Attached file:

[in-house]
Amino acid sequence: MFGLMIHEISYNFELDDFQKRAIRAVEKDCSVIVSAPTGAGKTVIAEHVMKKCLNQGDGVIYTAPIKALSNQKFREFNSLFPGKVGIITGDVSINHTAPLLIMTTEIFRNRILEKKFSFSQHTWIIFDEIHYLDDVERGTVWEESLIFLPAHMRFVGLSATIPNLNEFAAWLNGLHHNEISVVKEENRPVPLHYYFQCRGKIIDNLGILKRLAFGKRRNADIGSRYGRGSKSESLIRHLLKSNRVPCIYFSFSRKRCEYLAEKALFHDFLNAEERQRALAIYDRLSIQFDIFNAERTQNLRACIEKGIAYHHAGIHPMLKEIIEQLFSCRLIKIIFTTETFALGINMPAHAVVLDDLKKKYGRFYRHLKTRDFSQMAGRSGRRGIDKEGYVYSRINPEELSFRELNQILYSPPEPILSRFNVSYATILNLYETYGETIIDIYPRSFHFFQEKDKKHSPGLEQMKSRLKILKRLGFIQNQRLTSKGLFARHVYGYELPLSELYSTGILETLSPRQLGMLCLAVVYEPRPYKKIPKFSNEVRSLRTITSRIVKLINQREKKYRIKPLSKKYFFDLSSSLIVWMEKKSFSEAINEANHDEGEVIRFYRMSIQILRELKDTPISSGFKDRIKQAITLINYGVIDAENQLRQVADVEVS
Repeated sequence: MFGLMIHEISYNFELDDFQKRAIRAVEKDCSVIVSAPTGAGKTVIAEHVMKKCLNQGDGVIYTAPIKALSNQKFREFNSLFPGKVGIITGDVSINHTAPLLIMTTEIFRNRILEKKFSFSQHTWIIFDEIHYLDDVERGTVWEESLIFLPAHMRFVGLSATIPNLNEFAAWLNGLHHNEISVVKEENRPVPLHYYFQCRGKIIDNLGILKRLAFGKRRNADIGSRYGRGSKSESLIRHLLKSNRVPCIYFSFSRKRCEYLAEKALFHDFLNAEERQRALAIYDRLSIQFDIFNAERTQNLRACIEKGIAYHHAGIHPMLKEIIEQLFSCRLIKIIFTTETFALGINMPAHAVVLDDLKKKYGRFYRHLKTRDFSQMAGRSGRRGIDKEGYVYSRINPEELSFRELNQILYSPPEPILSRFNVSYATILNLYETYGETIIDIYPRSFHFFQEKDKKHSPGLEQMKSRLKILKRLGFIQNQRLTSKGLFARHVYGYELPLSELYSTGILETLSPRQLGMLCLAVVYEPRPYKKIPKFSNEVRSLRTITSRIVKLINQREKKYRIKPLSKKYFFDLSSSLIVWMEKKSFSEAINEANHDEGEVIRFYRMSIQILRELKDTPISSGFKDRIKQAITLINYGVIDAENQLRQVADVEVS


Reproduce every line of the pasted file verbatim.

[in-house]
Amino acid sequence: MFGLMIHEISYNFELDDFQKRAIRAVEKDCSVIVSAPTGAGKTVIAEHVMKKCLNQGDGVIYTAPIKALSNQKFREFNSLFPGKVGIITGDVSINHTAPLLIMTTEIFRNRILEKKFSFSQHTWIIFDEIHYLDDVERGTVWEESLIFLPAHMRFVGLSATIPNLNEFAAWLNGLHHNEISVVKEENRPVPLHYYFQCRGKIIDNLGILKRLAFGKRRNADIGSRYGRGSKSESLIRHLLKSNRVPCIYFSFSRKRCEYLAEKALFHDFLNAEERQRALAIYDRLSIQFDIFNAERTQNLRACIEKGIAYHHAGIHPMLKEIIEQLFSCRLIKIIFTTETFALGINMPAHAVVLDDLKKKYGRFYRHLKTRDFSQMAGRSGRRGIDKEGYVYSRINPEELSFRELNQILYSPPEPILSRFNVSYATILNLYETYGETIIDIYPRSFHFFQEKDKKHSPGLEQMKSRLKILKRLGFIQNQRLTSKGLFARHVYGYELPLSELYSTGILETLSPRQLGMLCLAVVYEPRPYKKIPKFSNEVRSLRTITSRIVKLINQREKKYRIKPLSKKYFFDLSSSLIVWMEKKSFSEAINEANHDEGEVIRFYRMSIQILRELKDTPISSGFKDRIKQAITLINYGVIDAENQLRQVADVEVS
Repeated sequence: MFGLMIHEISYNFELDDFQKRAIRAVEKDCSVIVSAPTGAGKTVIAEHVMKKCLNQGDGVIYTAPIKALSNQKFREFNSLFPGKVGIITGDVSINHTAPLLIMTTEIFRNRILEKKFSFSQHTWIIFDEIHYLDDVERGTVWEESLIFLPAHMRFVGLSATIPNLNEFAAWLNGLHHNEISVVKEENRPVPLHYYFQCRGKIIDNLGILKRLAFGKRRNADIGSRYGRGSKSESLIRHLLKSNRVPCIYFSFSRKRCEYLAEKALFHDFLNAEERQRALAIYDRLSIQFDIFNAERTQNLRACIEKGIAYHHAGIHPMLKEIIEQLFSCRLIKIIFTTETFALGINMPAHAVVLDDLKKKYGRFYRHLKTRDFSQMAGRSGRRGIDKEGYVYSRINPEELSFRELNQILYSPPEPILSRFNVSYATILNLYETYGETIIDIYPRSFHFFQEKDKKHSPGLEQMKSRLKILKRLGFIQNQRLTSKGLFARHVYGYELPLSELYSTGILETLSPRQLGMLCLAVVYEPRPYKKIPKFSNEVRSLRTITSRIVKLINQREKKYRIKPLSKKYFFDLSSSLIVWMEKKSFSEAINEANHDEGEVIRFYRMSIQILRELKDTPISSGFKDRIKQAITLINYGVIDAENQLRQVADVEVS